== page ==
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Good governance in the public sector extends to the private domain

Vincent Gérin
It is now around ten years ago that Anixton, through its founder and Managing Director Vincent Gérin, started providing the service known as ‘Tenant Representation’ (Rep for short). In this article, Vincent Gérin talks of the philosophy behind the move, and cites a number of concrete cases. He also talks of the trends in the real estate sector, in terms of selecting a new building, which he describes as ‘being part of the company’s marketing’. Allied to all this is the issue of sustainability, passive buildings, and of all the different criteria which play a part in the final choice.

The basic idea behind Tenant Representation is to redress the balance around the negotiating table. It is believed that while those offering office space – owners and developers – are very well catered for by their agents, the potential new tenant was often left to fend for himself in front of these seasoned professionals. And it is quite clear that any company or organisation wishes to concentrate on its core business, not on real estate negotiations. So a service dedicated 100% to the tenant, and which was already in existence in some neighbouring countries, was an obvious path.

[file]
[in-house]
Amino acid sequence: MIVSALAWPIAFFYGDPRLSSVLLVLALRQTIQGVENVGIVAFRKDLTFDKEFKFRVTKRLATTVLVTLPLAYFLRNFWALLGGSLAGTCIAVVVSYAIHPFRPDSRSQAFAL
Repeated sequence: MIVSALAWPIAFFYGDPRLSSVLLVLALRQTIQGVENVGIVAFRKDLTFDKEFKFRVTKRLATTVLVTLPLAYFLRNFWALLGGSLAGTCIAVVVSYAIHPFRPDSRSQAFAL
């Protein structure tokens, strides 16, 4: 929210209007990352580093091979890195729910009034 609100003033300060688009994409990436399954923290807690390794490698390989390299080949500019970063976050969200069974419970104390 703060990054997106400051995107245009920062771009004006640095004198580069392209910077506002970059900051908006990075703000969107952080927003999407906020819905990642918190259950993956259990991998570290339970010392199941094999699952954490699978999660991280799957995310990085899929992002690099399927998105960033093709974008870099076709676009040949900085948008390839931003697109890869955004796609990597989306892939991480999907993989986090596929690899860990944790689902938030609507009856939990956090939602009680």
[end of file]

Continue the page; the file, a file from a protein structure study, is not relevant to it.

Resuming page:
The approach had many of its roots in these public tender negotiations, but has now expanded to a much wider domain. The transparency which the public sector demands – and in some cases encompasses in law – is also becoming a crucial criterion for the private sector. This includes an appropriate manner of communicating what is being done, using all of the channels of communication available to the parties. It should also be noted that in some cases, as Vincent Gérin points out, the ‘public tender’ aspect of a forthcoming real estate negotiation even extends upstream as far as selecting the consultant in the first place.

Vincent Gérin speaks of tenants seeking transparency and neutrality when looking for a new building. The question of Belgian law involving public calls for tender (which do not apply to certain cases of moving into existing buildings), and of European laws in the domain, are also relevant. And Belgium being Belgium, the recent sixth reform of the State, with a shift of many areas of competence from the Federal to the Regional level, also has to be taken into account.

When representing a tenant, not only do these various laws need to be taken into account, but the primary mission of the consultant takes precedence over any other consideration. This is to represent the tenant and ensure that he receives the very best deal in line with his needs. And there are ten critical choice criteria which Vincent Gérin takes into account. It may be something of a surprise to discover, for example, that the actual rental priceis only weighted at 40% in these criteria.


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 | 10-05-16



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